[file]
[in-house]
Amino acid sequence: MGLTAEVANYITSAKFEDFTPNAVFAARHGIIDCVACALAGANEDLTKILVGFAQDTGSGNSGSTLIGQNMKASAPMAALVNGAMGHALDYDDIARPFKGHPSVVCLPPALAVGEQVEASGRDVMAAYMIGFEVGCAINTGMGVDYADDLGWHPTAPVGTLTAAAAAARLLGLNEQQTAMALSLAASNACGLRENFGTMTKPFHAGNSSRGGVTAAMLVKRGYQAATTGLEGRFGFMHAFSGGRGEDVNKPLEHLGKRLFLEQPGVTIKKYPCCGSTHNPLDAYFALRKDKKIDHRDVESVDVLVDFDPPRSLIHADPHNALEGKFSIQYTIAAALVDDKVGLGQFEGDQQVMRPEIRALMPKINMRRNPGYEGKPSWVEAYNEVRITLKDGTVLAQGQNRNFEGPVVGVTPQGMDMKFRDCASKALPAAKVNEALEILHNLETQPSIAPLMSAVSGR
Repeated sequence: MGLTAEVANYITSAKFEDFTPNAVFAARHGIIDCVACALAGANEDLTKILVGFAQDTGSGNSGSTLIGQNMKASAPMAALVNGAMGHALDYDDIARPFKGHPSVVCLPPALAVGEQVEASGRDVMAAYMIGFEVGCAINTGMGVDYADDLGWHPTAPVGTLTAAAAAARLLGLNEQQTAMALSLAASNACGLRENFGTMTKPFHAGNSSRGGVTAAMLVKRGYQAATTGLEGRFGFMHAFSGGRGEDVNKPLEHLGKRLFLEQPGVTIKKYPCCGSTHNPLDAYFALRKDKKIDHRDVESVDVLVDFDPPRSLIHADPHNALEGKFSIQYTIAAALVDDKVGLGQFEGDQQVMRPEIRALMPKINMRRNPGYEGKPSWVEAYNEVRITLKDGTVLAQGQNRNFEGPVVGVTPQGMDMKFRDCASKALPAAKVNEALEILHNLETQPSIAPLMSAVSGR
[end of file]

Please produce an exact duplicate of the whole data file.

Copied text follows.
[in-house]
Amino acid sequence: MGLTAEVANYITSAKFEDFTPNAVFAARHGIIDCVACALAGANEDLTKILVGFAQDTGSGNSGSTLIGQNMKASAPMAALVNGAMGHALDYDDIARPFKGHPSVVCLPPALAVGEQVEASGRDVMAAYMIGFEVGCAINTGMGVDYADDLGWHPTAPVGTLTAAAAAARLLGLNEQQTAMALSLAASNACGLRENFGTMTKPFHAGNSSRGGVTAAMLVKRGYQAATTGLEGRFGFMHAFSGGRGEDVNKPLEHLGKRLFLEQPGVTIKKYPCCGSTHNPLDAYFALRKDKKIDHRDVESVDVLVDFDPPRSLIHADPHNALEGKFSIQYTIAAALVDDKVGLGQFEGDQQVMRPEIRALMPKINMRRNPGYEGKPSWVEAYNEVRITLKDGTVLAQGQNRNFEGPVVGVTPQGMDMKFRDCASKALPAAKVNEALEILHNLETQPSIAPLMSAVSGR
Repeated sequence: MGLTAEVANYITSAKFEDFTPNAVFAARHGIIDCVACALAGANEDLTKILVGFAQDTGSGNSGSTLIGQNMKASAPMAALVNGAMGHALDYDDIARPFKGHPSVVCLPPALAVGEQVEASGRDVMAAYMIGFEVGCAINTGMGVDYADDLGWHPTAPVGTLTAAAAAARLLGLNEQQTAMALSLAASNACGLRENFGTMTKPFHAGNSSRGGVTAAMLVKRGYQAATTGLEGRFGFMHAFSGGRGEDVNKPLEHLGKRLFLEQPGVTIKKYPCCGSTHNPLDAYFALRKDKKIDHRDVESVDVLVDFDPPRSLIHADPHNALEGKFSIQYTIAAALVDDKVGLGQFEGDQQVMRPEIRALMPKINMRRNPGYEGKPSWVEAYNEVRITLKDGTVLAQGQNRNFEGPVVGVTPQGMDMKFRDCASKALPAAKVNEALEILHNLETQPSIAPLMSAVSGR